Politico sends one of its intrepid explorers to the very edge of civilization, where he meets two even more intrepid explorers who have in fact pressed beyond the edge and into the darkness beyond—whence they have returned (alive!) to tell their tales of wonderment from the world of the political right.
One wonderment in particular has excited the curiosity of Politico: the returning explorers claim the barbarians of the right have discovered comedy.
Liberals Should Be Worried About the Conservative Comedy Scene
Ian Ward, Politico.com, May 13
Politico’s Ian Ward is well prepared to debrief the explorers, the professors Matt Sienkiewicz and Nick Marx. He himself has apparently been studying rumors of conservative humor from afar, with an emphasis on their obvious implausibility:
The various explanations for the right’s comedic deficiencies all circle the same basic thesis: that there is some sort of intrinsic contradiction between conservatism and comedy. As the academic Amber Day put it her book Satire and Dissent, “The nature of conservatism does not meet the conditions necessary for political satire to flourish. … [Conservatism] originates from a place that repudiates humor.”
Well said! Amber Day is clearly everything we have come to expect from America’s academics.
There’s another long-standing thesis that Ward doesn’t mention but is well represented in this August 2016 excerpt from Vanity Fair:
But the thing that makes Obama such an effective statesmen—his even-keeled cool—also makes him a hard person to mock. That’s why you need someone like The Rock Obama or Keegan-Michael Key’s anger translator Luther to add a memorable spin. And truth be told, while Pharoah’s uncanny impressions of Jay-Z, Eddie Murphy, and Dr. Ben Carson will be missed, his Obama—though accurate—may not be. We’ve had eight years of an almost lampoon-proof president. Something tells me that won’t be the case come January.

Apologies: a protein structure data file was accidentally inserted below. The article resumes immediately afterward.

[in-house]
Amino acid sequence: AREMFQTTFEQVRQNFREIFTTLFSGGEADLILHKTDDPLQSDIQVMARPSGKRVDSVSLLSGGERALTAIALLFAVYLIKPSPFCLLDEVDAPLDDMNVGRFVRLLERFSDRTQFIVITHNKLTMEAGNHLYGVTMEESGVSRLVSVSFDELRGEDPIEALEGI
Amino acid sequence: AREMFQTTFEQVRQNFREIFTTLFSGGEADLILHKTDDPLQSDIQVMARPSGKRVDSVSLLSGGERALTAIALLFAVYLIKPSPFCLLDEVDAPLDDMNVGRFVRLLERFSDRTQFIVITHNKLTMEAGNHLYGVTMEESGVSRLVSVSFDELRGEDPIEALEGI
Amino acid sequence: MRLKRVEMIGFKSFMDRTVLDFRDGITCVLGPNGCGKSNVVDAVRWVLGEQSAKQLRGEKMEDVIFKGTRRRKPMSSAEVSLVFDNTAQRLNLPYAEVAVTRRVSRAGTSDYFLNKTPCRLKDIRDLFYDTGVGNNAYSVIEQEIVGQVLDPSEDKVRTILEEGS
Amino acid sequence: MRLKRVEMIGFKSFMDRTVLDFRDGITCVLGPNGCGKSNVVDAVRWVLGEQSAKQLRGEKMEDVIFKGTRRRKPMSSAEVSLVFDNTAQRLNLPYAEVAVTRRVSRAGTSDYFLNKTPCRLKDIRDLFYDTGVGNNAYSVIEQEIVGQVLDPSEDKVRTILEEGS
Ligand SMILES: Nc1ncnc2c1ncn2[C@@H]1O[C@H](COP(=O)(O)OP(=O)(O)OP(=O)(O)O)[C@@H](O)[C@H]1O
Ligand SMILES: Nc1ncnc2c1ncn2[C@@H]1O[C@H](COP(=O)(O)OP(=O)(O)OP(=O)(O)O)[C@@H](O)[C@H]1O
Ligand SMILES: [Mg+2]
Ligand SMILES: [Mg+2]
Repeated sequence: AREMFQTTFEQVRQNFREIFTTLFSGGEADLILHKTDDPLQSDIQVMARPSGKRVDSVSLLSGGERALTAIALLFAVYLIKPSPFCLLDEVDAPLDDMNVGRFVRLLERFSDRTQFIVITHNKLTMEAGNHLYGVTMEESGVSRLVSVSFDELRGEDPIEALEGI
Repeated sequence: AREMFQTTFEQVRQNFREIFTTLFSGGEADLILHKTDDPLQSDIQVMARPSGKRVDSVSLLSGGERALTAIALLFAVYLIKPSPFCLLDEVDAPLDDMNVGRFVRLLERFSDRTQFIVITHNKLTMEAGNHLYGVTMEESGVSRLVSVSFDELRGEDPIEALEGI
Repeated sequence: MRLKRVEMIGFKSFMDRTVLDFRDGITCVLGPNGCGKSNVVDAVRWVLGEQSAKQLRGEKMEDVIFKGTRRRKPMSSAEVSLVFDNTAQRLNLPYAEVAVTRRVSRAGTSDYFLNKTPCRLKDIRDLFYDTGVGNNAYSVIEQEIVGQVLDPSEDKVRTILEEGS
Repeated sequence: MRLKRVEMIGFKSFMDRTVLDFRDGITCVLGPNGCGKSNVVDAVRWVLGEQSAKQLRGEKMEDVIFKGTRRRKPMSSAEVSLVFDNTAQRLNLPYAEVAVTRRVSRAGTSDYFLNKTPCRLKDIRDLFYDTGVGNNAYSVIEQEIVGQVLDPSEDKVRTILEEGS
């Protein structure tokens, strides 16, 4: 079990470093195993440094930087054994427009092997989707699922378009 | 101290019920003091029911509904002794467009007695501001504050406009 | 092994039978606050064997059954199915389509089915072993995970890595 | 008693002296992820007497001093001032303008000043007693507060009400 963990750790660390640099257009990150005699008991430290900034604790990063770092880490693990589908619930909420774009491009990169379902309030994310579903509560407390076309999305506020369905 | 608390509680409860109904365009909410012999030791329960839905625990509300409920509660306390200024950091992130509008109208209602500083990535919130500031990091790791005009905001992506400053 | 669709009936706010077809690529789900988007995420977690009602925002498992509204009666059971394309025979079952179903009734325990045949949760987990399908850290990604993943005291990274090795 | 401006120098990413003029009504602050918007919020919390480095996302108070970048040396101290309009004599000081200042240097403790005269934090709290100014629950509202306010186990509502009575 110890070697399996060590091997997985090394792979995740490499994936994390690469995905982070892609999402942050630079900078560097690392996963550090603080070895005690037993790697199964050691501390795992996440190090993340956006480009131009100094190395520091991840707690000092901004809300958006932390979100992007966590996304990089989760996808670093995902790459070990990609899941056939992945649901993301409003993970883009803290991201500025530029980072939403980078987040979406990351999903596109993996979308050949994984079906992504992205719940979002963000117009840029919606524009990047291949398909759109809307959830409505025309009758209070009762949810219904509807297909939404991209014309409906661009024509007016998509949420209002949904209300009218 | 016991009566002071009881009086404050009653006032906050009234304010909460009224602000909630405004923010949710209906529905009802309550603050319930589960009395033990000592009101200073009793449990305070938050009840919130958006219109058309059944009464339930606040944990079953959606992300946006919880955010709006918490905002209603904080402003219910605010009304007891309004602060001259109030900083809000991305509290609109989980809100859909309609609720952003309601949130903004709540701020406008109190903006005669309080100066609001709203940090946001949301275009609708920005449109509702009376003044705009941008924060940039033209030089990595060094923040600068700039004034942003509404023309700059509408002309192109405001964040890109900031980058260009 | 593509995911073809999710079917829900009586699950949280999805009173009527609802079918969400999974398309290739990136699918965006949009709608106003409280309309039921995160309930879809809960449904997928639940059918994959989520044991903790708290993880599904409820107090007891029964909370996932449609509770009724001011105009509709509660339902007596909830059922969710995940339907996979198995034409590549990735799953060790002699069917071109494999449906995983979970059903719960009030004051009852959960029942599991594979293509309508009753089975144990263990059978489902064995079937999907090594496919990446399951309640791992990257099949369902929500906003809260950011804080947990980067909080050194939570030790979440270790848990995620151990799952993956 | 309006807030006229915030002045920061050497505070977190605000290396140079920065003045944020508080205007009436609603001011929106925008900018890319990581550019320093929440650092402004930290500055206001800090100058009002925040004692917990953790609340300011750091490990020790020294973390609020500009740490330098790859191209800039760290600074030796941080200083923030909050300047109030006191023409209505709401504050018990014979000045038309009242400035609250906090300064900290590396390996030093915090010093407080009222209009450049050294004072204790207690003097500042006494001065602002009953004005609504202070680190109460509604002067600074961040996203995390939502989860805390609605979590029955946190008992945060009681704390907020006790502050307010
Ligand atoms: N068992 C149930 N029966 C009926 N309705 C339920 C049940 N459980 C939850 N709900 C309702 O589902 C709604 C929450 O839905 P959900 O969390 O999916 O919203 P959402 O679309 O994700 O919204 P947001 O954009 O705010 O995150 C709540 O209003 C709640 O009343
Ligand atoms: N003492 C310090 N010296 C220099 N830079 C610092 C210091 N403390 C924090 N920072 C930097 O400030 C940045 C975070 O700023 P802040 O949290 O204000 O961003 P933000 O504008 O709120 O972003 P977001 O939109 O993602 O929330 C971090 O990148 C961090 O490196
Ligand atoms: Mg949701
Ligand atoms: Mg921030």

It’s not just the case that conservatism is inherently incapable of humor: it’s also that so many of the people and causes of the left are so unmockable.
As SNL writer Jim Downey observed of Obama: “It’s like being a rock climber looking up at a thousand-foot-high face of solid obsidian, polished and oiled. There’s not a single thing to grab onto — certainly not a flaw or hook that you can caricature.”
Alas, not everyone on the left is as impregnably perfect as Barack Obama, peace be upon him. Some of them have imperfections—but to paraphrase Henry Higgins:
One leftist in a million may shout a bit.
Now and then there’s one with slight defects;
One, perhaps, whose truthfulness you doubt a bit.
But by and large we are a marvelous lot!
Having assured his readers of his willingness to approach the intrepid explorers Sienliewicz and Marx with an open mind (by asking “but is it true?” of the hypothesis already quoted), Ward begins his interview with the question all reasonable people have been wondering for years:
I suspect that some readers will share my first reaction to a book about conservative comedy, which is, “There is conservative comedy?”
It’s worth remembering that Ian Ward is a contributing editor for Politico, one of the American left’s pre-eminent political publications. If he himself was surprised to learn of the existence of conservative comedy, imagine how violently this finding must up-end worldview of ordinary Americans.
Ward’s as hard-nosed a reporter as he is an explorer, so he makes it clear he won’t accept theories or abstractions: he wants examples. He wants names named. If these guys are gonna come out of the heart of darkness claiming that the savages therein have actually evolved to the point of being able to produce comedy, there has to be actual proof. Otherwise what’s to distinguish such a claim from theories about UFOs, Bigfoot, or the Loch Ness Monster?
“Could you sketch the landscape of conservative comedy and identify some of its major figures?” he asks.
Matt Sienkiewicz: It took quite a while for the conservative comedy world to find that what we call “the big box store,” the tentpole, the thing that announced that conservative comedy was part of the American landscape—and Greg Gutfeld was ultimately the answer to that. Then older-school, right-wing comedians, people like Dennis Miller, or Tim Allen. They’re less overtly political, and they’re more conservative in cultural feel—people like Bill Burr, for example, who want to play off a kind of grumpy old man conservativism as part of their comedy.